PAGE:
The Black Mamba’s has been hugely successful, not just reducing poaching incidents but also in engaging with the local community and schools. The reality is conservation can’t work without community buy in, until local people can see the value of wildlife many antipoaching projects are doomed to failure. Leitah’s team addresses this with the Bush Baby project “we have 1,500 kids in 10 different rural villages, teaching them about the environment and how we need to protect the animals for our futures. By doing this we are setting an example to the community so that they know their kid’s future is the animals, so the community will look to protect the reserve and they understand that they benefit from the reserve.” This was no more necessary when the tourism industry was nearly decimated during the global pandemic, again the Black Mamba’s looked after their communities “During the pandemic we delivered food parcels, so many people had lost their jobs, they had no salaries, even rangers. So, we showed the community if we look after the wildlife, we can use the benefit of tourism can look after them as well. If we continue looking after animals, we are going to save tourism.”

But despite all the success of the Black Mamba’s, Leitah is not complacent and still have worries for the future “My fear is killing the rhino continues and what happens if they kill all the rhino? They will move on to another animal. I worry for the next generation, because they will suffer, they want to have careers in nature conservation that will be difficult. They won’t know so many of the iconic animals of South Africa. They will lose a lot of knowledge and they will lose careers in conservation. We have lost so many careers already and have limited options, I fear that the poachers will take many animals and tourism will decline. We have seen it during the pandemic and tourism stopped and so many people couldn’t provide for themselves and this could happen to the next generation.”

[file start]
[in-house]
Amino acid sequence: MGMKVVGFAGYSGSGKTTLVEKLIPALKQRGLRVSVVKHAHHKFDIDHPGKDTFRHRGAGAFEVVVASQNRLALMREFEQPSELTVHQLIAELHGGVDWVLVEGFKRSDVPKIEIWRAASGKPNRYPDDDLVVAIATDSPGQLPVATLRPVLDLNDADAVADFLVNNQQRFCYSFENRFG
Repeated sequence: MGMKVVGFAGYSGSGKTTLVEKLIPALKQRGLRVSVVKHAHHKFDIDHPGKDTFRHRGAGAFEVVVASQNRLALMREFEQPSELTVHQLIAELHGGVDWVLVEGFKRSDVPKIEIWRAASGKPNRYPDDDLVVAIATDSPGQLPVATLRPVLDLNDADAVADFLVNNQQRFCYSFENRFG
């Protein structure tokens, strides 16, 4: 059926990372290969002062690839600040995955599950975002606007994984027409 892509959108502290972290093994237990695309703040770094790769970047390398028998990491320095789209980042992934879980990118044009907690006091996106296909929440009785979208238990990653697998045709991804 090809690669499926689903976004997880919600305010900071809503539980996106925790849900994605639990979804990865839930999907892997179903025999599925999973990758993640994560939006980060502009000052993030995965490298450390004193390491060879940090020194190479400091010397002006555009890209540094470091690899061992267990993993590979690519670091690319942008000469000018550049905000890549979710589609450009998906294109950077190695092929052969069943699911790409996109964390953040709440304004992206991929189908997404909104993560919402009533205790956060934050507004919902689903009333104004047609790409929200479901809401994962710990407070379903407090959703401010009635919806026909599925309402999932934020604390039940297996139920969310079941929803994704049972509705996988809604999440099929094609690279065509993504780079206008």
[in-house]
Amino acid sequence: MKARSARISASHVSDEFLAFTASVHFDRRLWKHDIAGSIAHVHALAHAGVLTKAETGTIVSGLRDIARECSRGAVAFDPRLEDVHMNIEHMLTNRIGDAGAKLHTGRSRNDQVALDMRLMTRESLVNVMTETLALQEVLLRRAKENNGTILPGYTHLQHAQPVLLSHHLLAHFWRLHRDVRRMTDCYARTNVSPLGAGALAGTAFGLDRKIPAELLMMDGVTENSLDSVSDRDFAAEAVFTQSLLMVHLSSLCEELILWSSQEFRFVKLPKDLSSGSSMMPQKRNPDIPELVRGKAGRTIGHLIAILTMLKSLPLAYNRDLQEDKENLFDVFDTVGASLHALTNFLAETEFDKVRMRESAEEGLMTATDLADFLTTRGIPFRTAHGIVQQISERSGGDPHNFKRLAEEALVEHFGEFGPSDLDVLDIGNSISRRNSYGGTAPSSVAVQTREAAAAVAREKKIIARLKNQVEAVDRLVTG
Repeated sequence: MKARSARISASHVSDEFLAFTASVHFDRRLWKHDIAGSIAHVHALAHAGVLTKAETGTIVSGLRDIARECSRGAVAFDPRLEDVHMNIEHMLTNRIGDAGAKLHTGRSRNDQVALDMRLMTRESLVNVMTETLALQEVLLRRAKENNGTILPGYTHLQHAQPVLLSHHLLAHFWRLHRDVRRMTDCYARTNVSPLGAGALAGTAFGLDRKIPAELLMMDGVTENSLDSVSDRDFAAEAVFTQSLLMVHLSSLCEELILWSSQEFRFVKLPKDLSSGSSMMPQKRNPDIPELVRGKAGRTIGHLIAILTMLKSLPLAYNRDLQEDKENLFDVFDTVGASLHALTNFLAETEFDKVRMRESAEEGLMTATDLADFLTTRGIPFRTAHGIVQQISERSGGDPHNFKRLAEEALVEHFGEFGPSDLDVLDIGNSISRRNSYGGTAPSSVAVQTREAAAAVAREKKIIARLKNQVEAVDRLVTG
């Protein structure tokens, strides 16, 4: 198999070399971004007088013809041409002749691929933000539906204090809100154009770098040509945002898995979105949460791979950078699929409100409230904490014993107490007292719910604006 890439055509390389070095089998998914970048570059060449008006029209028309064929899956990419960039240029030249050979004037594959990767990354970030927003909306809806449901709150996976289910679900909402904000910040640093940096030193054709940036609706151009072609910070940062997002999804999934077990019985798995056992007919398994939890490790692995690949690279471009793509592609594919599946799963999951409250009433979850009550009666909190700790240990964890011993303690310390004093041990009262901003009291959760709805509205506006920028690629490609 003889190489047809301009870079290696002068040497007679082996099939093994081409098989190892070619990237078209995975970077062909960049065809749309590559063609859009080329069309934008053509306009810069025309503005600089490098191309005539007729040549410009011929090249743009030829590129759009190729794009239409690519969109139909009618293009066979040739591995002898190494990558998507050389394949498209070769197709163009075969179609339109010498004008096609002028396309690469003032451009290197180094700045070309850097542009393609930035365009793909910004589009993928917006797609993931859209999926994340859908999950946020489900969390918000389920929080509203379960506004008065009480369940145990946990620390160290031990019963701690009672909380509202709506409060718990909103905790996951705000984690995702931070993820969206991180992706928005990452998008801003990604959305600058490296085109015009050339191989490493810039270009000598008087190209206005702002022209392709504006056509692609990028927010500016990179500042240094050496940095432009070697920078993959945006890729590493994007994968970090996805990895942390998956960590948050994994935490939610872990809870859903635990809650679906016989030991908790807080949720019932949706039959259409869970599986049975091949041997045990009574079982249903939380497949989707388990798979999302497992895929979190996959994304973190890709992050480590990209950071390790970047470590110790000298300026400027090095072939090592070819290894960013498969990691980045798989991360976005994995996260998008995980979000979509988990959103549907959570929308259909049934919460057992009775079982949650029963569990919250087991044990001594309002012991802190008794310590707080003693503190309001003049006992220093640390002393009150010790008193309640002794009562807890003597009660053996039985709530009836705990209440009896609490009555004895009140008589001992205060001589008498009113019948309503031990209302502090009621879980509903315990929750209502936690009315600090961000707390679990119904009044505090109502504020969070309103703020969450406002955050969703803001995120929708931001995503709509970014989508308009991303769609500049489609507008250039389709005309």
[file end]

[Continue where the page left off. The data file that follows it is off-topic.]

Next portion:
Maybe I’m biased, as I’m bowled over by the strength, bravery and maturity of this young woman, but I am hopeful that animal warriors like the Black Mamba’s will continue to be successful in protecting our precious wildlife.

Finally, what is Leitah’s favourite animal? No surprise “the rhino”